family - (of course especially mom's). People seem to be able to
recognize each other
more easily at Halloween parties when the eye's are the only visible
feature versus for
instance just the mouth. Seals recognize each other by there scent - and
the smell of the breath - dogs of course use scent as their primary
sense of recognition.
Owls catch their prey by hearing - not their supposed huge eyes (I was
surprised to learn that :-) In fact barn owls - the owls with the hugest
eyes actually have their ears buried at the focus of those big discs
around the eyes.
(Check out this link
and by the way, I'm find animals as much fun to draw as
people these days :-)
So is it nose? I think Tad Barney of The Nose ( http://www.the-nose.com/)
probably have to agree with you - (his site is dedicated to
caricaturists). When I think
of what I look at when I draw it "feels" like the combination
of eyes, nose and mouth
that seem to dominate. Course that doesn't sound like any great
revelation...: :-) That's
seems kind of like saying "I recognize the whole face by
recognizing the whole
face"...which also seems kind of like saying What are celebrities
well known for?
Well, for being well known of course.
Neurologists will tell you people who have traumatic damage to the right
their brains often times lose the ability to recognize people they
know, yet, they'll blurt
out the person's name without any idea that the name goes with the face.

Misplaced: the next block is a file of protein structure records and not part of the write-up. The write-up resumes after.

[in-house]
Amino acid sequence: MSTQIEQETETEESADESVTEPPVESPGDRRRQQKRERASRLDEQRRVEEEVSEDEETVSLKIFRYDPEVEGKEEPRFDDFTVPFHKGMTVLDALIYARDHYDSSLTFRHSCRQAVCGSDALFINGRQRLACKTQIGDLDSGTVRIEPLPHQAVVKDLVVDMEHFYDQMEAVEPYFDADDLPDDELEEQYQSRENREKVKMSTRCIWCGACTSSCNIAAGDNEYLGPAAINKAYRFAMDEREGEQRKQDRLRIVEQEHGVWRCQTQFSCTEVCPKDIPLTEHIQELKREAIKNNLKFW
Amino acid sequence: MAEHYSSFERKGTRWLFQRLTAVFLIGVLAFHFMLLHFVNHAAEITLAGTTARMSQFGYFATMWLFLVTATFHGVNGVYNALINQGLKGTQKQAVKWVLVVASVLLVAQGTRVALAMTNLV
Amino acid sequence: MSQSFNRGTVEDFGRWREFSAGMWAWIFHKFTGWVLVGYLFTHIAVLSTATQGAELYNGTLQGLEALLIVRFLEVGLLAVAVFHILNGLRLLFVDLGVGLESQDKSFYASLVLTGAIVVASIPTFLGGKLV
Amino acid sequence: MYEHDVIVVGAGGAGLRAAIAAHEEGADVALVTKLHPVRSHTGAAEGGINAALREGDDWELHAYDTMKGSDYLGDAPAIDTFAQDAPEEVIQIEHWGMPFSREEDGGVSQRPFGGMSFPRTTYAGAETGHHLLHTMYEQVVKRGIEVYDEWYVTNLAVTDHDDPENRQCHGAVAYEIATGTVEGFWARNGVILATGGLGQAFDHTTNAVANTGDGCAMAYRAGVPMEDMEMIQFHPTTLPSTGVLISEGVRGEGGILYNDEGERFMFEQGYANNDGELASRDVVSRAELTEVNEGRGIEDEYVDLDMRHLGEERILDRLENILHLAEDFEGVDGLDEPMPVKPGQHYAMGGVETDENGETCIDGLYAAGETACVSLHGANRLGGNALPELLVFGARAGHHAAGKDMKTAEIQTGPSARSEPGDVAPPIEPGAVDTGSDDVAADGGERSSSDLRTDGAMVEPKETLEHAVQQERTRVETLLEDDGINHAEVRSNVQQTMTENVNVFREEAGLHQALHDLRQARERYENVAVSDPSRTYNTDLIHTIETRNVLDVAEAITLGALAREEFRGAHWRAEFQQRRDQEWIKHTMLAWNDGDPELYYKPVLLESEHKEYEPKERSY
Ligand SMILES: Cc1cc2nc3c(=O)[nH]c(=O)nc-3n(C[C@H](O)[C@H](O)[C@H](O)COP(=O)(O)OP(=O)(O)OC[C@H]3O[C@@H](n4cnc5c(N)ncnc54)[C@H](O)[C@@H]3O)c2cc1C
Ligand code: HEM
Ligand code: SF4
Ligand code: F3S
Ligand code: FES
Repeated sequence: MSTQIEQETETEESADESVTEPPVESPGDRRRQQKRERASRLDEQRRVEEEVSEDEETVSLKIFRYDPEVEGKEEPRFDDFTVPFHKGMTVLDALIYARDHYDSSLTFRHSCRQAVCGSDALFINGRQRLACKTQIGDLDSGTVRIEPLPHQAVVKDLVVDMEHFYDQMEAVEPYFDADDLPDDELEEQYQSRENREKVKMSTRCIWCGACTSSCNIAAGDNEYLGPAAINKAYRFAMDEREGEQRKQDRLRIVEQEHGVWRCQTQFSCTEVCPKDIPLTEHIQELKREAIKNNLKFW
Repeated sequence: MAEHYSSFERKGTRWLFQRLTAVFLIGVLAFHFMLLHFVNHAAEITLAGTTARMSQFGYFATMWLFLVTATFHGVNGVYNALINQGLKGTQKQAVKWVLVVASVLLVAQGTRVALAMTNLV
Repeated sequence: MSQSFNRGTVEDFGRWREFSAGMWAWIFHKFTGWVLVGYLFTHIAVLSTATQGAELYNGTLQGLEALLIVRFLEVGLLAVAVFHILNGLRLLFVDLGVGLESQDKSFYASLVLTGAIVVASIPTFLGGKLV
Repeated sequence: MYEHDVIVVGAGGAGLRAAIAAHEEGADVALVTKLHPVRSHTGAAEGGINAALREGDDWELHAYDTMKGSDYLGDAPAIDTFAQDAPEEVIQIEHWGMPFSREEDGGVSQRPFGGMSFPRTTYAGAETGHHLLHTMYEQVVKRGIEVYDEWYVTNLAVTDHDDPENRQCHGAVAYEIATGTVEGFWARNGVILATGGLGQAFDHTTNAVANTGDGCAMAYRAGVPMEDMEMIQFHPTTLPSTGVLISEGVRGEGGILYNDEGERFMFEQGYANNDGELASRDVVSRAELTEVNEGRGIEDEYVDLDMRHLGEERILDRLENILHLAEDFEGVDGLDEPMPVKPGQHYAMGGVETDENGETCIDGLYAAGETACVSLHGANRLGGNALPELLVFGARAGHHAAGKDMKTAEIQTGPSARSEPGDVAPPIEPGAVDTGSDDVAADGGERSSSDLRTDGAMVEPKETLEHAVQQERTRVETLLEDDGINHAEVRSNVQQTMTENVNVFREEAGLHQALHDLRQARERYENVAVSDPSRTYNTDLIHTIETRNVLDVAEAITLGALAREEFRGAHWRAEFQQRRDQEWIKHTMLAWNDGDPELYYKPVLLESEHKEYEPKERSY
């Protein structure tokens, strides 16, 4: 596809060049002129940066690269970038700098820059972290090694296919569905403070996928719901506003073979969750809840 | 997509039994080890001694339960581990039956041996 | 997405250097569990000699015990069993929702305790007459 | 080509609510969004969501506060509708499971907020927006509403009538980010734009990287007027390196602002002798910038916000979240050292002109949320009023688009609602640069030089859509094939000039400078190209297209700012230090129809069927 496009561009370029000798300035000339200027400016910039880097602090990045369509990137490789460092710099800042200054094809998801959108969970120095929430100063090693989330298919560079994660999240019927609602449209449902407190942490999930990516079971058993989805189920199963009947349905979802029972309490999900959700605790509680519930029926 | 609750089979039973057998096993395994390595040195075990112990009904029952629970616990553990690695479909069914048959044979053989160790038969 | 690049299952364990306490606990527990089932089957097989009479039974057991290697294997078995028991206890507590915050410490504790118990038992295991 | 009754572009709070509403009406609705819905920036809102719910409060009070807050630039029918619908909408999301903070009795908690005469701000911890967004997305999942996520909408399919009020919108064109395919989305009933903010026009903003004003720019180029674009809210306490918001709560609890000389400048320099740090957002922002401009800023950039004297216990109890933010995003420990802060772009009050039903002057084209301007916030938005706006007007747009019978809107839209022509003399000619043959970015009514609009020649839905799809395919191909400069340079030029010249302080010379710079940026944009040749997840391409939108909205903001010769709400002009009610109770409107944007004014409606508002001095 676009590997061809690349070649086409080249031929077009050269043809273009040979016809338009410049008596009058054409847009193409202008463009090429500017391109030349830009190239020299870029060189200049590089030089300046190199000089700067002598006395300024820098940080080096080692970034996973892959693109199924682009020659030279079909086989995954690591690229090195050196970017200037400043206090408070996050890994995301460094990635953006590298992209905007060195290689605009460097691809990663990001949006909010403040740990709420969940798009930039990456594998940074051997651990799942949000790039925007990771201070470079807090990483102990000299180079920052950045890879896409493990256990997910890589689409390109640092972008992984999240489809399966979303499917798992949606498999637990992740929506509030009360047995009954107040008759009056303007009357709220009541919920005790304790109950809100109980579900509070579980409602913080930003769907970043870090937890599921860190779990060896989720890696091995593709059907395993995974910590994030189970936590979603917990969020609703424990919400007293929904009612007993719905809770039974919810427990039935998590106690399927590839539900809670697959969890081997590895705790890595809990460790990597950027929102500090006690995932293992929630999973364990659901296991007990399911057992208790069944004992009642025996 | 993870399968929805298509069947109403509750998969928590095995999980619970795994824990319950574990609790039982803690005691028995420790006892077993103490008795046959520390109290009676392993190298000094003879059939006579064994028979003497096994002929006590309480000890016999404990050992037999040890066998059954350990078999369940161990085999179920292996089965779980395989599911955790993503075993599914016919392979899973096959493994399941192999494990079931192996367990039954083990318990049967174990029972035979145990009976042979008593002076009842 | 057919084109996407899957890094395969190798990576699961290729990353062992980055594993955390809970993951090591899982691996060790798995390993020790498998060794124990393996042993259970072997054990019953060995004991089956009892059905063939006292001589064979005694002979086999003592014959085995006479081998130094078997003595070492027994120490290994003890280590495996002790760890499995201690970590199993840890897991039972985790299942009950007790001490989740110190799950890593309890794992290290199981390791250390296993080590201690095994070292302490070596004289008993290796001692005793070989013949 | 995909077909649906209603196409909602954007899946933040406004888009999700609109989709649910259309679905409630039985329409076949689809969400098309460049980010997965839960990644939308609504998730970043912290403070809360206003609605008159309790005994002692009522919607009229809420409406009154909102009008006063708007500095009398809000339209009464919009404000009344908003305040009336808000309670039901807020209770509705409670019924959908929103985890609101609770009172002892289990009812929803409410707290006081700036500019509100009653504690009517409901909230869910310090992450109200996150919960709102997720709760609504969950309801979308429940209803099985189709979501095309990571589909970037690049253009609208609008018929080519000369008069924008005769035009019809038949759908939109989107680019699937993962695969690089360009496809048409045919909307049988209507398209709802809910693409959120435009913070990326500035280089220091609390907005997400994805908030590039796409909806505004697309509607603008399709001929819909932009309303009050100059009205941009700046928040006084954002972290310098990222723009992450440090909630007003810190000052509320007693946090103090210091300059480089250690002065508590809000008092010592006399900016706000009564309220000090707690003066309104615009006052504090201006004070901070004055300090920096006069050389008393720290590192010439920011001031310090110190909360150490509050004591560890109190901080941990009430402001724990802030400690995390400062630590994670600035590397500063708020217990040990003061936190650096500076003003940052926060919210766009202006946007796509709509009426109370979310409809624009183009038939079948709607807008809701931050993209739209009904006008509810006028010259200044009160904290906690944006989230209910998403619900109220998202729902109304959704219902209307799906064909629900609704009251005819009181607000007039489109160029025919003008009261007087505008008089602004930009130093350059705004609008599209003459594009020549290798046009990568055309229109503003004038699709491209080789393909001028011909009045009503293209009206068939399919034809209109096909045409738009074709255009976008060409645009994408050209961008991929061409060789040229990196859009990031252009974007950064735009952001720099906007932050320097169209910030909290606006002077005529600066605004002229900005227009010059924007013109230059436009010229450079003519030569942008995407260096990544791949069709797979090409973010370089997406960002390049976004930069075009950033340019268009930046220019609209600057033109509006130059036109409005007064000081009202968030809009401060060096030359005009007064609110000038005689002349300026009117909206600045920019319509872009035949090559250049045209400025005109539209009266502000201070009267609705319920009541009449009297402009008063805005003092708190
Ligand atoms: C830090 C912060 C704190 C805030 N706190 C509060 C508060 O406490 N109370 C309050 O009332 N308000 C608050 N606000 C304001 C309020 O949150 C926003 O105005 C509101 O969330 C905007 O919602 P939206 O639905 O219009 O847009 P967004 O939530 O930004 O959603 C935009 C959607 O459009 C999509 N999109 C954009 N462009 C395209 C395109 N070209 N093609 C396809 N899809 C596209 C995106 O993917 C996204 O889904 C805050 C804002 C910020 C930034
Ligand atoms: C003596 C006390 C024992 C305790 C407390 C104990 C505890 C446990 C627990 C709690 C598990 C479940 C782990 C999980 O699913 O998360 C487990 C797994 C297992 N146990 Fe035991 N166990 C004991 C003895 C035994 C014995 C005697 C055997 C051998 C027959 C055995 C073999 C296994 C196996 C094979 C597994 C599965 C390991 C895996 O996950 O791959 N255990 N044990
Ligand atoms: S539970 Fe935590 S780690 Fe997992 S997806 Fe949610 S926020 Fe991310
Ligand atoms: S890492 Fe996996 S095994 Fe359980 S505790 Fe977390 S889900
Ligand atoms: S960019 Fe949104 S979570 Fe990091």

So Mike, I don't know if that sheds any light on anything, I'm certainly
not the expert.
The BBC did a great program a few years ago about faces - I bought the
it's just plain fascinating. Check out this somewhat related link on
And this one on face recognition software:
I also recommend running a search for "face
recognition software" and
look at all the negative headlines that pop up ("...it doesn't
Do me a favor :-)
Lastly, folks, I'd love to get your feedback on YouCanDraw's
it's an info site geared to "get the sale" for YouCanDraw.com.
For those of you
running a business on the web are probably all finding out, unless you
offer lots of info
to your prospective visitors (and hopefully future customers), and
unless your information (site) gets some really good ranking in the
search engines, generating traffic and sales will be a lot harder. So
the this sister site is built for both: getting people's search engine
queried keywords answered and being at the top of the list to answer
them. (Did that make sense?) Let me know what you think! Love to get
Take care, keep on drawing and talk to you in a couple weeks
Jeffrey O. Kasbohm
Kasbohm & Company Strategic Multimedia
home of http://www.YouCanDraw.com
1351 Hampshire Ave. So., #127
St. Louis Park, MN 55426
"Once and for all getting you drawing faces and